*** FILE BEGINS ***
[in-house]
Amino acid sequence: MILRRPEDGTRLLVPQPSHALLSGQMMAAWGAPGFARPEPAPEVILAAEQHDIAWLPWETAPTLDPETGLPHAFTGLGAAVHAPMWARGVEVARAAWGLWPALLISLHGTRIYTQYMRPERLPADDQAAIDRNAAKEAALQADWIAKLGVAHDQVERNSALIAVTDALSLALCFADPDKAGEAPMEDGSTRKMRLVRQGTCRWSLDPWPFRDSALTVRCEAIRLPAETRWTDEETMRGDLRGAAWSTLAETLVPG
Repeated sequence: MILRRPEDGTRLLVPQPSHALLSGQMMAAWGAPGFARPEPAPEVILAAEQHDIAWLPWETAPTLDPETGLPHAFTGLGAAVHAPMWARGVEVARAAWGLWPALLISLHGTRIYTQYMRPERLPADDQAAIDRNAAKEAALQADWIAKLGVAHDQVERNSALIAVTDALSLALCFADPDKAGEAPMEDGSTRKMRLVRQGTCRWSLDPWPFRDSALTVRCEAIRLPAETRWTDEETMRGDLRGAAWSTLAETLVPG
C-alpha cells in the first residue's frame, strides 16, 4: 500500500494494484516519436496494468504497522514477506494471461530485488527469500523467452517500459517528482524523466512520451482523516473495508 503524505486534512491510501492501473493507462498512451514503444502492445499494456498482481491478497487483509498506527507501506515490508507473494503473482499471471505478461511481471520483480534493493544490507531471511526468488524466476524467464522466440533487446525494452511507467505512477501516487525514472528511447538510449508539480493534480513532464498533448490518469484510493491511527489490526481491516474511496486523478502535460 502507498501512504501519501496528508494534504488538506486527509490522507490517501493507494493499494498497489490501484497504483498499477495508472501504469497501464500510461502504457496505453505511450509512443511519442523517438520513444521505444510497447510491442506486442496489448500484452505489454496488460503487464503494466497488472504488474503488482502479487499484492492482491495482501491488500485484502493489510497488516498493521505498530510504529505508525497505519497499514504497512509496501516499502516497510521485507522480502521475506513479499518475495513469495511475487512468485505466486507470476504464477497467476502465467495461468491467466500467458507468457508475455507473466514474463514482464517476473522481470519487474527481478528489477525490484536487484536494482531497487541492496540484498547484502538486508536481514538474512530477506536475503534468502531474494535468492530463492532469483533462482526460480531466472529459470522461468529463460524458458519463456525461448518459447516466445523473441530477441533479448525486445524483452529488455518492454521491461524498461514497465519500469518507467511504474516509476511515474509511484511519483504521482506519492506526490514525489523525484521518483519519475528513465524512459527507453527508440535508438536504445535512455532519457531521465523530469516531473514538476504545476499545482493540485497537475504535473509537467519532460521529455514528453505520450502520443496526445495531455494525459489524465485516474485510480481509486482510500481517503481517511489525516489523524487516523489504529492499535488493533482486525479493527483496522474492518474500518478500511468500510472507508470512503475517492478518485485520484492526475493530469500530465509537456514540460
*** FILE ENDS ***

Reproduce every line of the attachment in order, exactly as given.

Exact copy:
[in-house]
Amino acid sequence: MILRRPEDGTRLLVPQPSHALLSGQMMAAWGAPGFARPEPAPEVILAAEQHDIAWLPWETAPTLDPETGLPHAFTGLGAAVHAPMWARGVEVARAAWGLWPALLISLHGTRIYTQYMRPERLPADDQAAIDRNAAKEAALQADWIAKLGVAHDQVERNSALIAVTDALSLALCFADPDKAGEAPMEDGSTRKMRLVRQGTCRWSLDPWPFRDSALTVRCEAIRLPAETRWTDEETMRGDLRGAAWSTLAETLVPG
Repeated sequence: MILRRPEDGTRLLVPQPSHALLSGQMMAAWGAPGFARPEPAPEVILAAEQHDIAWLPWETAPTLDPETGLPHAFTGLGAAVHAPMWARGVEVARAAWGLWPALLISLHGTRIYTQYMRPERLPADDQAAIDRNAAKEAALQADWIAKLGVAHDQVERNSALIAVTDALSLALCFADPDKAGEAPMEDGSTRKMRLVRQGTCRWSLDPWPFRDSALTVRCEAIRLPAETRWTDEETMRGDLRGAAWSTLAETLVPG
C-alpha cells in the first residue's frame, strides 16, 4: 500500500494494484516519436496494468504497522514477506494471461530485488527469500523467452517500459517528482524523466512520451482523516473495508 503524505486534512491510501492501473493507462498512451514503444502492445499494456498482481491478497487483509498506527507501506515490508507473494503473482499471471505478461511481471520483480534493493544490507531471511526468488524466476524467464522466440533487446525494452511507467505512477501516487525514472528511447538510449508539480493534480513532464498533448490518469484510493491511527489490526481491516474511496486523478502535460 502507498501512504501519501496528508494534504488538506486527509490522507490517501493507494493499494498497489490501484497504483498499477495508472501504469497501464500510461502504457496505453505511450509512443511519442523517438520513444521505444510497447510491442506486442496489448500484452505489454496488460503487464503494466497488472504488474503488482502479487499484492492482491495482501491488500485484502493489510497488516498493521505498530510504529505508525497505519497499514504497512509496501516499502516497510521485507522480502521475506513479499518475495513469495511475487512468485505466486507470476504464477497467476502465467495461468491467466500467458507468457508475455507473466514474463514482464517476473522481470519487474527481478528489477525490484536487484536494482531497487541492496540484498547484502538486508536481514538474512530477506536475503534468502531474494535468492530463492532469483533462482526460480531466472529459470522461468529463460524458458519463456525461448518459447516466445523473441530477441533479448525486445524483452529488455518492454521491461524498461514497465519500469518507467511504474516509476511515474509511484511519483504521482506519492506526490514525489523525484521518483519519475528513465524512459527507453527508440535508438536504445535512455532519457531521465523530469516531473514538476504545476499545482493540485497537475504535473509537467519532460521529455514528453505520450502520443496526445495531455494525459489524465485516474485510480481509486482510500481517503481517511489525516489523524487516523489504529492499535488493533482486525479493527483496522474492518474500518478500511468500510472507508470512503475517492478518485485520484492526475493530469500530465509537456514540460